July 21, 2004
by Ken Ogorek ’87
My liberal arts education makes it very difficult to choose favorites—too much weighing the merits and downsides of many summer vacation memories. I know one I’m glad I took, though.
The summer of my dad’s 65th year, he and I took a road trip to the Baseball Hall of Fame. We made the nine-hour drive to Cooperstown and back alone, staying two nights at a bed-and-breakfast. The fact that my bride and I hadn’t visited a bed-and-breakfast since our honeymoon, yet I shared a room with an old Polish guy who was skeptical about the whole inn thing anyway, didn’t go over too well on the home front. However, my wife understood what a time such as this can mean to a father and son.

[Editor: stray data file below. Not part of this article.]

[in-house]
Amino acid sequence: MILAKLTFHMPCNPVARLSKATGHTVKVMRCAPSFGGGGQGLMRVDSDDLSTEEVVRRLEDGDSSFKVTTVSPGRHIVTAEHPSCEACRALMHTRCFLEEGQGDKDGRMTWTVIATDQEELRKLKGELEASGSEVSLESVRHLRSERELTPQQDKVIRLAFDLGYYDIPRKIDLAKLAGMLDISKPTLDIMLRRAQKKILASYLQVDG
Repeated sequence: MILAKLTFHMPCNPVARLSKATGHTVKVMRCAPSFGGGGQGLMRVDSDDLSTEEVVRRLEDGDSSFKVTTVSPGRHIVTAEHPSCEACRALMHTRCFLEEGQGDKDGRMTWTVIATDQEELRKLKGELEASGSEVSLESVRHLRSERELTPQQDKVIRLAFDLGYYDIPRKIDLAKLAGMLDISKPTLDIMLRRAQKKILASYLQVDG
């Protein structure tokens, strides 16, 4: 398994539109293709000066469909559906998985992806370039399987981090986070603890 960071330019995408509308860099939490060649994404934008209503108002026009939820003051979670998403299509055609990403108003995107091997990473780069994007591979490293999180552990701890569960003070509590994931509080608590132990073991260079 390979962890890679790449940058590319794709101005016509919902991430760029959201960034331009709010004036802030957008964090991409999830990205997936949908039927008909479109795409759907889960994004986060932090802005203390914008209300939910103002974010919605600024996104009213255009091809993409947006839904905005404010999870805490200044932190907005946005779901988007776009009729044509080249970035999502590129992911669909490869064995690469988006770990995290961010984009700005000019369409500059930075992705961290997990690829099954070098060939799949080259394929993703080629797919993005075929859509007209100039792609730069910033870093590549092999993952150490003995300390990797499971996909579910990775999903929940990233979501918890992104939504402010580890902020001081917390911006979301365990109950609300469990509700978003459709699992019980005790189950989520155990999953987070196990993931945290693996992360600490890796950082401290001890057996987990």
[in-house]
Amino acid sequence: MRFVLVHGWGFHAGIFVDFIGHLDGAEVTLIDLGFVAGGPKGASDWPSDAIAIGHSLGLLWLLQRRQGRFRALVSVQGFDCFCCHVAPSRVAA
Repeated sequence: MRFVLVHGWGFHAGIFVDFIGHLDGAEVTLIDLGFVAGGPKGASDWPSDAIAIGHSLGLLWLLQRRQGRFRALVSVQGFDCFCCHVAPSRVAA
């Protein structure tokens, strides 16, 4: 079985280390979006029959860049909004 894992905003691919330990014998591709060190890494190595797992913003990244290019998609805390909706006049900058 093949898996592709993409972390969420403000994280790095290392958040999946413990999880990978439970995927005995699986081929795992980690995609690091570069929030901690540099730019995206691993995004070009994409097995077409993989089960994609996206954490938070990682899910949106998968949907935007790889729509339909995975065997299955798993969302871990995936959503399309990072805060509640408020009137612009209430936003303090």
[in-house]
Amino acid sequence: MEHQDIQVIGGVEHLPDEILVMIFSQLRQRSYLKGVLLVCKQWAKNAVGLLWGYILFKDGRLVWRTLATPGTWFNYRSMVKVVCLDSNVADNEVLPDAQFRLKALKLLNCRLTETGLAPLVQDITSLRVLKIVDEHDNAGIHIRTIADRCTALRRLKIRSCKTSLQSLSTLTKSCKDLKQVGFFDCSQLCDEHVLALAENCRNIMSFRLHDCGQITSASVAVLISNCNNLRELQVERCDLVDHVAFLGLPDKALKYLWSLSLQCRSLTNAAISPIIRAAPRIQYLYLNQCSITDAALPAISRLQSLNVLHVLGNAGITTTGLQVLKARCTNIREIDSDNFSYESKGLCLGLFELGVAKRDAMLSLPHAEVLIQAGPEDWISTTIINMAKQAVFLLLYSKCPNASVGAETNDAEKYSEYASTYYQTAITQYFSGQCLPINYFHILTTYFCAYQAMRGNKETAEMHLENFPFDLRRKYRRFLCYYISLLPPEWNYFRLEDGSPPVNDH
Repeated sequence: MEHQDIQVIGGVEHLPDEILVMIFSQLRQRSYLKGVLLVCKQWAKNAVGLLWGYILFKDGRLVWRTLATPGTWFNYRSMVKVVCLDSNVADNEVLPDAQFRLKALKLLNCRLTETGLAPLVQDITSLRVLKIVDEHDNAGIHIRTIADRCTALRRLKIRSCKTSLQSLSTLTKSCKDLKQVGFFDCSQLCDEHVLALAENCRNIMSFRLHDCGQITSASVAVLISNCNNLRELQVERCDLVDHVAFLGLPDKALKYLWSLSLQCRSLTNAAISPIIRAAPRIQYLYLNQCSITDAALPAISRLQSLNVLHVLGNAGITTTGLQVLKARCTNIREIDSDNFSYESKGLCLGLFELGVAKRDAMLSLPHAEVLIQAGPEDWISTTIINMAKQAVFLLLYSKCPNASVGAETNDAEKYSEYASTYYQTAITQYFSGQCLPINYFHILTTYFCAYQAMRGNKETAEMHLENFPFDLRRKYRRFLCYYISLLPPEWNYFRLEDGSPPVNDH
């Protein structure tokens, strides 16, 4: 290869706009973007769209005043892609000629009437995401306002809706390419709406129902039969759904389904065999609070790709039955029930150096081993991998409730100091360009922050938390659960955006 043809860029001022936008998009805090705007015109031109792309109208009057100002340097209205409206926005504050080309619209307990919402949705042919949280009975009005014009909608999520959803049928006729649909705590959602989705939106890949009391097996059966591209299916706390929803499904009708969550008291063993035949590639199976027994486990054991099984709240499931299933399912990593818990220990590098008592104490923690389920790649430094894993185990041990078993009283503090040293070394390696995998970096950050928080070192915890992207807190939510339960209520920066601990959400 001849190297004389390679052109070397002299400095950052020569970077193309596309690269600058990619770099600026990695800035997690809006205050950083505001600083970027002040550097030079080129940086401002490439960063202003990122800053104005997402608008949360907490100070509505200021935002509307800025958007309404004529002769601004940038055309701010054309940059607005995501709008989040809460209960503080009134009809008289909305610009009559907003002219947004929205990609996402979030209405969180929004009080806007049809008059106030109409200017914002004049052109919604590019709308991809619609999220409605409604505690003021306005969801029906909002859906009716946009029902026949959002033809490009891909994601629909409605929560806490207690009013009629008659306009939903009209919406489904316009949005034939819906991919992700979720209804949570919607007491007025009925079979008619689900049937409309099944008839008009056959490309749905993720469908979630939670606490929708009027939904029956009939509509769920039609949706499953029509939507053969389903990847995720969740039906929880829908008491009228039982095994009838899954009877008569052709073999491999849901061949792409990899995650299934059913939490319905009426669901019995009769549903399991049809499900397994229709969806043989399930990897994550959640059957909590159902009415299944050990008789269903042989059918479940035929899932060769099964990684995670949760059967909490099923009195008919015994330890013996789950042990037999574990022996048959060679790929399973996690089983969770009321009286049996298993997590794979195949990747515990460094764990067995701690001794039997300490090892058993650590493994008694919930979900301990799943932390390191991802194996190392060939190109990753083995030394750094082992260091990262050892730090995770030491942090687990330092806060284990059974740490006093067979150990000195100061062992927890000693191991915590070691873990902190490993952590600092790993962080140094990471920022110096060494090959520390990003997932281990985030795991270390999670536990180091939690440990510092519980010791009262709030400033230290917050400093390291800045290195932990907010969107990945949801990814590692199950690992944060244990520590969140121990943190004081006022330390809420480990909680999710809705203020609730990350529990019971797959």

I’m not the world’s biggest fan of professional sports. Too much critical analysis of the underlying philosophical issues, I suppose. But professional baseball was a lifelong hobby of Dad’s. I simply enjoyed watching him enjoy himself. No doubt he’d done the same for me countless times as I was growing up.
During the long car ride I had the chance to tell him what a great dad he’d been, and still was. I didn’t realize that within a few years he’d be dead from cancer. My summer trip with him to a place that once meant little to me is one I treasure today.